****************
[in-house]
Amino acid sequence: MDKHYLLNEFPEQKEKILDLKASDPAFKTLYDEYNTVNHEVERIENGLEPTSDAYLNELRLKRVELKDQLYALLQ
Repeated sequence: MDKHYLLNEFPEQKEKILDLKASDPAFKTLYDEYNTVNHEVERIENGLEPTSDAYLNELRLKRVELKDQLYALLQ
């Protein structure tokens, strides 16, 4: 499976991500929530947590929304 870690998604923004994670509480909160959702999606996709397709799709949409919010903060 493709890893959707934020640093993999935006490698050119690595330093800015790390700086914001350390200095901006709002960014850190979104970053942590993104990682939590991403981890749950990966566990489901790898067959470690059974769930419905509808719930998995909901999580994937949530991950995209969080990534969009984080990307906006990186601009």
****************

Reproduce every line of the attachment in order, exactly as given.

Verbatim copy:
[in-house]
Amino acid sequence: MDKHYLLNEFPEQKEKILDLKASDPAFKTLYDEYNTVNHEVERIENGLEPTSDAYLNELRLKRVELKDQLYALLQ
Repeated sequence: MDKHYLLNEFPEQKEKILDLKASDPAFKTLYDEYNTVNHEVERIENGLEPTSDAYLNELRLKRVELKDQLYALLQ
């Protein structure tokens, strides 16, 4: 499976991500929530947590929304 870690998604923004994670509480909160959702999606996709397709799709949409919010903060 493709890893959707934020640093993999935006490698050119690595330093800015790390700086914001350390200095901006709002960014850190979104970053942590993104990682939590991403981890749950990966566990489901790898067959470690059974769930419905509808719930998995909901999580994937949530991950995209969080990534969009984080990307906006990186601009």